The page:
Dorothee J. Chwilla

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In order to test recent claims about the structure of verbal working memory, two ERP experiments with Dutch speaking participants were carried out. We compared the ERP effects of syntactic and semantic mid-sentence anomalies in subject and object relative sentences. In Experiment 1, the participants made acceptability judgments, while in Experiment 2 they(More)
Syntactic anomalies reliably elicit P600 effects. Recent studies, however, reported P600 effects to semantic anomalies. These findings are difficult to reconcile with the common view on the P600 as a purely syntactic component. The present study--carried out in Dutch--tested the possibility that a P600 to semantic anomalies would nevertheless reflect(More)
Monitoring refers to a process of quality control designed to optimize behavioral outcome. Monitoring for action errors manifests itself in an error-related negativity in event-related potential (ERP) studies and in an increase in activity of the anterior cingulate in functional magnetic resonance imaging studies. Here we report evidence for a monitoring(More)
In a semantic priming paradigm, the effects of different levels of processing on the N400 were assessed by changing the task demands. In the lexical decision task, subjects had to discriminate between words and nonwords, and in the physical task, subjects had to discriminate between uppercase and lowercase letters. The proportion of related versus unrelated(More)
In the language domain, most studies of error monitoring have been devoted to language production. However, in language perception, errors are made as well and we are able to detect them. According to the monitoring theory of language perception, a strong conflict between what is expected and what is observed triggers reanalysis to check for possible(More)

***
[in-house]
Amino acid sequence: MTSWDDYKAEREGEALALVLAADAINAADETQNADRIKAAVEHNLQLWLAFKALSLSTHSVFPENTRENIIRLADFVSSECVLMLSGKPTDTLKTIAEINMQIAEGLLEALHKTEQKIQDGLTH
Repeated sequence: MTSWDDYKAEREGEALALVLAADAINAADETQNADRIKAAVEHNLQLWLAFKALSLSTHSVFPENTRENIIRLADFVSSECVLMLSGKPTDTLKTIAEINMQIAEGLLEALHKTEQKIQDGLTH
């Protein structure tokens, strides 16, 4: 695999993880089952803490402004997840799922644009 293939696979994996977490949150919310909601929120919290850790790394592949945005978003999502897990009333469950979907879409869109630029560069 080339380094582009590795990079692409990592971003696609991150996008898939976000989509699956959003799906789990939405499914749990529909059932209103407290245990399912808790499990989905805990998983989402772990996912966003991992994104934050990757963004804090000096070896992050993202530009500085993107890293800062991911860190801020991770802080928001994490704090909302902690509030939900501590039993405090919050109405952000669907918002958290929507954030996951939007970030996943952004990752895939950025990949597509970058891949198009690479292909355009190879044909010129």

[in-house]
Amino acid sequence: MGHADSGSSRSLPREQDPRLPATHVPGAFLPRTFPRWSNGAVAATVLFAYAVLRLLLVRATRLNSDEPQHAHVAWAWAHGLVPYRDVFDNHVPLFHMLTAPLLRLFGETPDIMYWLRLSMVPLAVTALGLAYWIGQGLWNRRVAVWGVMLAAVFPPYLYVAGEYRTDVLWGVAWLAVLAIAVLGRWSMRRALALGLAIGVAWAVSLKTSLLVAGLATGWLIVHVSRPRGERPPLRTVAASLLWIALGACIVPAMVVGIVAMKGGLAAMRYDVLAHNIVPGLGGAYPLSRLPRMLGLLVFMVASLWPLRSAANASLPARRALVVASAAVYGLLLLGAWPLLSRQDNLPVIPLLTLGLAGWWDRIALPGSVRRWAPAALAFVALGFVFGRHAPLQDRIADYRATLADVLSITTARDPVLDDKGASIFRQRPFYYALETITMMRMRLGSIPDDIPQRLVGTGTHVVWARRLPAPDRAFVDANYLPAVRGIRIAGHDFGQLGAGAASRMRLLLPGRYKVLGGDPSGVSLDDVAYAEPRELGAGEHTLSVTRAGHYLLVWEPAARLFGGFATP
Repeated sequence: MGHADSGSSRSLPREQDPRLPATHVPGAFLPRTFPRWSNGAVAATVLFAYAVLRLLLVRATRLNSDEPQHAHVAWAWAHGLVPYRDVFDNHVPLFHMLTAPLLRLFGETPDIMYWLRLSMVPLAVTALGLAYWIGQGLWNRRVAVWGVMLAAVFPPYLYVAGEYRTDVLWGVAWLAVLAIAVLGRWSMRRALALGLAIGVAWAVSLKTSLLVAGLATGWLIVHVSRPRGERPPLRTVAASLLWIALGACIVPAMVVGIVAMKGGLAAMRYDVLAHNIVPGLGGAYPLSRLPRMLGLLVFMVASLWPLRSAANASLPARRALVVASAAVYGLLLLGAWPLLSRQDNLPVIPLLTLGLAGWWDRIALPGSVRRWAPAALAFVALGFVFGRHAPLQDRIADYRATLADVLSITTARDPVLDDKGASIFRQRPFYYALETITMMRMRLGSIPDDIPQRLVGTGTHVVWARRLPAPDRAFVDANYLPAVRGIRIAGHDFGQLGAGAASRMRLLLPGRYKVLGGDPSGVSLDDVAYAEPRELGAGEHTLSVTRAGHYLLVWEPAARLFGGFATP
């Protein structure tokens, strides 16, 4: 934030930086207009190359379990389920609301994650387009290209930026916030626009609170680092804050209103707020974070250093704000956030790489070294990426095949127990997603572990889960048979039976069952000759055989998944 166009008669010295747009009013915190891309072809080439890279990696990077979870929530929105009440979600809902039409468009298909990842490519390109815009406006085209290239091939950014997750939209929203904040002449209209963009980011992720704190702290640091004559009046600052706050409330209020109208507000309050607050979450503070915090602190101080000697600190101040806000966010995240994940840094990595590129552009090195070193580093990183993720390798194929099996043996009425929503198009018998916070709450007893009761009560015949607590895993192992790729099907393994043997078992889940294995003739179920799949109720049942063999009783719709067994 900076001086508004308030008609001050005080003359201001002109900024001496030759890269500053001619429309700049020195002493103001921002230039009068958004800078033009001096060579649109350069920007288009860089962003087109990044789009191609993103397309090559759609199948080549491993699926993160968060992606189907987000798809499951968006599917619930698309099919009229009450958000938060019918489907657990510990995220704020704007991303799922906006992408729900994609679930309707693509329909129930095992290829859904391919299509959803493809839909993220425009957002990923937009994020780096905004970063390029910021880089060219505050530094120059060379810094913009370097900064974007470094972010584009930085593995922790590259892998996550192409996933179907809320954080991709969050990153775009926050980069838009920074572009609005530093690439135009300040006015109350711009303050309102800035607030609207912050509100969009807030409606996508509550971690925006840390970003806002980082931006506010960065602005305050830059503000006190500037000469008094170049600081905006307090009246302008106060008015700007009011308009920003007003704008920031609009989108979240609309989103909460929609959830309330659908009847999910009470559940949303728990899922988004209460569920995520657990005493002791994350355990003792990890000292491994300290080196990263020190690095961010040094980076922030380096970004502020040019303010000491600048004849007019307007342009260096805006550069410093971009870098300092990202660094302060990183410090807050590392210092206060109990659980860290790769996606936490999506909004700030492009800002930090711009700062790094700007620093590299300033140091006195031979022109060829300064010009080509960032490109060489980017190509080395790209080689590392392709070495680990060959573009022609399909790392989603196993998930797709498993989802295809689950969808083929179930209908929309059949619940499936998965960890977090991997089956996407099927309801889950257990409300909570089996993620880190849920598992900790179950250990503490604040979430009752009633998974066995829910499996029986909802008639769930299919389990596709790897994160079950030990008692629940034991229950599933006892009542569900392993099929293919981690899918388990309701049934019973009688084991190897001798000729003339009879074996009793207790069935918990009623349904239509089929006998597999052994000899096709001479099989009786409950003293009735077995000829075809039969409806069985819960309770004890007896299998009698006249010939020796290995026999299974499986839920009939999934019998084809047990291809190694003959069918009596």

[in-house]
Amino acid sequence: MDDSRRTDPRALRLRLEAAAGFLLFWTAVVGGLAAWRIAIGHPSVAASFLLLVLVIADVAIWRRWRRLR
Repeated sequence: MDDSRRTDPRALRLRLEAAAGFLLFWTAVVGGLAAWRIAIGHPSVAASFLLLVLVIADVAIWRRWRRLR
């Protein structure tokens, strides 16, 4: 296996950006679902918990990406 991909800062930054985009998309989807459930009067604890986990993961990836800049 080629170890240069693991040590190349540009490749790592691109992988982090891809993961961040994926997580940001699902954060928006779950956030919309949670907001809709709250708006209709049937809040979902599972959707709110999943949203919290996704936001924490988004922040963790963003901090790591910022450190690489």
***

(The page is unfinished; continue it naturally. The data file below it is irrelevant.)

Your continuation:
How are bilinguals able to switch from one language to another? The prevailing inhibition hypothesis takes larger reaction-time (RT) costs for switching to the first language (L1) than to the second language (L2) as evidence for suppression of the non-target language. Switch cost asymmetries can alternatively be explained by an L1-repeat-benefit, assuming(More)
We present evidence for a monitoring process in language perception at the word level, reflected by a P600. This P600 is triggered when a conflict evolves because the brain encounters an unexpected linguistic item when another item is highly expected. To resolve this conflict between representations, the brain monitors the input to check for possible(More)